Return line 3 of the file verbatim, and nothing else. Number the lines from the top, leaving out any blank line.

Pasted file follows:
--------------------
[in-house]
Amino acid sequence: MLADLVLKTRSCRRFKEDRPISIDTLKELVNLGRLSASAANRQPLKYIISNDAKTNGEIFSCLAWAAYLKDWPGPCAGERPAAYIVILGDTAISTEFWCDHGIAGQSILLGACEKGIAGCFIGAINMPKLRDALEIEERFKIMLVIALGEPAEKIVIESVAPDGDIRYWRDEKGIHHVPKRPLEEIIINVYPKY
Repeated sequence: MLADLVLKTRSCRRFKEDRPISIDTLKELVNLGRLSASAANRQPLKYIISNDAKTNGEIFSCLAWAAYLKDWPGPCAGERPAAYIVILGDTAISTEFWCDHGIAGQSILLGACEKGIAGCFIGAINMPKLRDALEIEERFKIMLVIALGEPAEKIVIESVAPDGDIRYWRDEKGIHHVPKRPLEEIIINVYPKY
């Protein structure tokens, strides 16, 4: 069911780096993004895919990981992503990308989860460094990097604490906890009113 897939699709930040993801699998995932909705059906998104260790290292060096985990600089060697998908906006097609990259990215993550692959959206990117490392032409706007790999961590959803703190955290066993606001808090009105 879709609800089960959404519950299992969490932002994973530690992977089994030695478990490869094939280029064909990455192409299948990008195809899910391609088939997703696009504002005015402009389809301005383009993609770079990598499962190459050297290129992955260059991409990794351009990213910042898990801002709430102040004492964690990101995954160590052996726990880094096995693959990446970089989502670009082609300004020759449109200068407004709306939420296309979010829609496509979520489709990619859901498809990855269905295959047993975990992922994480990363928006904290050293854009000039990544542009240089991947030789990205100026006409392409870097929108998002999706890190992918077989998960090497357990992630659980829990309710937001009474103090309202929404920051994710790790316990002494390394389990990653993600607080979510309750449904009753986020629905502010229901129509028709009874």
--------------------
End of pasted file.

Repeated sequence: MLADLVLKTRSCRRFKEDRPISIDTLKELVNLGRLSASAANRQPLKYIISNDAKTNGEIFSCLAWAAYLKDWPGPCAGERPAAYIVILGDTAISTEFWCDHGIAGQSILLGACEKGIAGCFIGAINMPKLRDALEIEERFKIMLVIALGEPAEKIVIESVAPDGDIRYWRDEKGIHHVPKRPLEEIIINVYPKY